It was a busy weekend for Federal Reserve Chairman Jerome Powell, who spoke on Friday night in California and then on Sunday night on CBS’s 60 Minutes.
Powell did not offer anything new on the central bank’s rate hike path going forward, insisting in both appearances that the Fed will remain “patient” as it assesses the U.S. economy and monitors issues abroad. On the balance sheet, Powell said on Friday he could see the Fed unwindings its assets to a level consistent with projections for the fourth-quarter of 2019.
But Powell made some news regarding the Fed’s independence. He also offered the most detail to-date on the Fed’s efforts to revise its communication and policy frameworks - hinting that the famous dot plot’s days may be numbered.
Powell’s commentary comes just ahead of the Fed’s “blackout” period, the stretch of time just before the Federal Open Market Committee meeting where Fed speakers are barred from making public remarks. The next FOMC meeting will be March 19-20.
Powell says ‘no’ the president cannot fire him
It’s no secret that President Donald Trump hasn’t been pleased with Powell. The president has criticized the Fed on Twitter and suggested that the economy would be in even better shape if the central bank hadn’t raised rates.
“I think the Fed has gone crazy,” Trump said on another occasion.
In the 60 Minutes interview, Powell attempted to dodge a question about the president’s open criticism of the Fed, saying he didn’t think “it would be appropriate for me to comment on other elected officials or on the president.”
But asked if the president has the authority to fire him, Powell said, “the law is clear that I have a four-year term.”
“So, no in your view?” CBS’s Scott Pelley responded.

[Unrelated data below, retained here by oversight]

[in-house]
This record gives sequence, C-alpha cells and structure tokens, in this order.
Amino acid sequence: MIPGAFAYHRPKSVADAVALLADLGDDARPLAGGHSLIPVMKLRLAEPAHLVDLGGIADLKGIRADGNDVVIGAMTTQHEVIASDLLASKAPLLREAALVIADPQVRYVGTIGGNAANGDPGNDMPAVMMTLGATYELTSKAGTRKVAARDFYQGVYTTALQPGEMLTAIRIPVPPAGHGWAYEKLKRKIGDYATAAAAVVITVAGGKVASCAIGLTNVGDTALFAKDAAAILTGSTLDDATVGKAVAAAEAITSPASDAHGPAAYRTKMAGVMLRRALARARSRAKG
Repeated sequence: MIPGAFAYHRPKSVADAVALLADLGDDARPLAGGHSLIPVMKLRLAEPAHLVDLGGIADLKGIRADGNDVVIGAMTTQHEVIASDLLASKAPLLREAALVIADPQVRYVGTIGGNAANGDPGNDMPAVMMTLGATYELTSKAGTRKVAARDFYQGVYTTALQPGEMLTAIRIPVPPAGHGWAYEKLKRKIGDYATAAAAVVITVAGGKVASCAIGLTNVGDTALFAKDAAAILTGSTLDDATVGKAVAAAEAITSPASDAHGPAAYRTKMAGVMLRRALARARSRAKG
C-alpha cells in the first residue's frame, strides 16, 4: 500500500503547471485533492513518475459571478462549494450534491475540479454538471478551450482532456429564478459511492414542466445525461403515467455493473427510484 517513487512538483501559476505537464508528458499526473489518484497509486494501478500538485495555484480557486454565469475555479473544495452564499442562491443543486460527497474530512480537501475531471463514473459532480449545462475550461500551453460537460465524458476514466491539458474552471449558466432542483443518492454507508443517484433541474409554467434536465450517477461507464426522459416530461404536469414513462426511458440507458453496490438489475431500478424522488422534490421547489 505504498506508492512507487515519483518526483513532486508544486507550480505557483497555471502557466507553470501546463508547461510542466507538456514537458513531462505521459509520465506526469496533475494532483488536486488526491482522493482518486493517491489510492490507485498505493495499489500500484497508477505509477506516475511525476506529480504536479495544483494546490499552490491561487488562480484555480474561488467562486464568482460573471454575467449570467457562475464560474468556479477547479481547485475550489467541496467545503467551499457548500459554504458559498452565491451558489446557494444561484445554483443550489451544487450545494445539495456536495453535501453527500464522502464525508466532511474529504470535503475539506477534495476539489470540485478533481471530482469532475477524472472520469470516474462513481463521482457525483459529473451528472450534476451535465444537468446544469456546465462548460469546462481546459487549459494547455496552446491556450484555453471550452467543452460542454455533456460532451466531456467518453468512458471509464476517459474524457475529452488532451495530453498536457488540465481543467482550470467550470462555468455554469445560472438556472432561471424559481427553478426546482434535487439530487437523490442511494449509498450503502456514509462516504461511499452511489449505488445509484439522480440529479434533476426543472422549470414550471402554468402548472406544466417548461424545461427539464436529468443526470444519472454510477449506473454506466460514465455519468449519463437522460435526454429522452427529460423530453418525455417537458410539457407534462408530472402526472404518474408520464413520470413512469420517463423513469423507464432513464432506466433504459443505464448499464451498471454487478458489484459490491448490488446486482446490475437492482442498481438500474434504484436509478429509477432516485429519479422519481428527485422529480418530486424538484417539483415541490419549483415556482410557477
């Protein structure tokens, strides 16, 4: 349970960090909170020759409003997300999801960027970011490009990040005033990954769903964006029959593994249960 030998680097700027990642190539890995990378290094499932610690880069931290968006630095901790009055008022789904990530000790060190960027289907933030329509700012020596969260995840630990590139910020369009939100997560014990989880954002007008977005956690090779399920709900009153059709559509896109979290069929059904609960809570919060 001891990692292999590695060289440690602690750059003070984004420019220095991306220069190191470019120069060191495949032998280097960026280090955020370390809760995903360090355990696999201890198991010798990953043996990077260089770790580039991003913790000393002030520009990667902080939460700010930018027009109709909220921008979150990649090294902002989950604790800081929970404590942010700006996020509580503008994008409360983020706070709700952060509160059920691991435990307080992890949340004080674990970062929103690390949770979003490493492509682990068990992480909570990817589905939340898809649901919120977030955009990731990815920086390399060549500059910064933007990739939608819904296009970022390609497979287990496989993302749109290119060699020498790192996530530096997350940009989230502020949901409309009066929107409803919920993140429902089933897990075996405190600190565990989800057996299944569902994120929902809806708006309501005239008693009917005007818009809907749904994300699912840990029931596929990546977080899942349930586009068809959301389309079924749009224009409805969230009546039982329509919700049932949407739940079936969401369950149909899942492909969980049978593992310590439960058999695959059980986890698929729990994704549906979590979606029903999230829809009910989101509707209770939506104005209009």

Powell’s answer: “No.”
The Federal Reserve Act clarifies that the president can only remove a chairman “for cause,” but because no White House has ever tried to remove a Fed chair, it is unclear what types of activities would warrant removal.
Earlier in the year, Powell said he would not resign from his post if Trump asked him to do so.
To be fair, Trump has eased up on the Fed now that the central bank is on pause on interest rate hikes, which Powell maintains is not because of political pressure but because of muted inflationary pressures and geopolitical concerns abroad. Still, their relationship is still complicated; even though Powell had dinner with the president in early February, Trump again lashed out at the Fed in early March for “taking money out of the market” through its balance sheet unwind process.
Dot plots no more?
Powell’s speech on Friday at Stanford University focused on the Fed’s ongoing review of its communication practices and policy strategies.
As part of its review, the Fed is willing to reconsider the way it publicly messages policy on rates in addition to the way it approaches its 2% inflation target.
Powell specifically discussed the “dot plot,” the visual representation of the Federal Open Market Committee’s future projections for the federal funds rate. The policy was implemented to give market participants a loose understanding of the Fed’s gradual rate hike path, but Powell said the dot plot ended up as a “source of confusion” at times.
Powell likened the dot plots to a Georges Seurat painting, saying that paying too much attention to the dots themselves may risk “miss[ing] the larger picture.” He elaborated that as the Fed gets to the point where the Fed no longer needs to promise rate hikes nor rate cuts - known as the “neutral rate” of the economy - the Fed should seriously question the use of the dot plots.
“If the Committee remains largely out of the business of explicit forward guidance, we will need to find other ways to address the collateral confusion that sometimes surrounds the dots,” Powell said. He said the current federal funds rate - in a target range of 2.25% to 2.5% - is “now within the broad range of estimates for the neutral rate.”
On inflation, acknowledged that the Fed faces “low-inflation syndrome” as the central bank continues to undershoot its 2% target. Powell said the Fed is considering “makeup strategies” that could compensate for the spell of tepid inflation.
The review will also ask if the Fed needs expanded monetary policy tools.
Powell said all of these questions need to be answered ahead of a possible slowdown or recession which could push the Fed back to the zero lower bound again.“We owe it to the public to find out now, during good times when were not at the zero lower bound, what we would do in that situation because it’s much more likely to arise,” Powell said.
Brian Cheung is a reporter covering the banking industry and the intersection of finance and policy for Yahoo Finance. You can follow him on Twitter @bcheungz.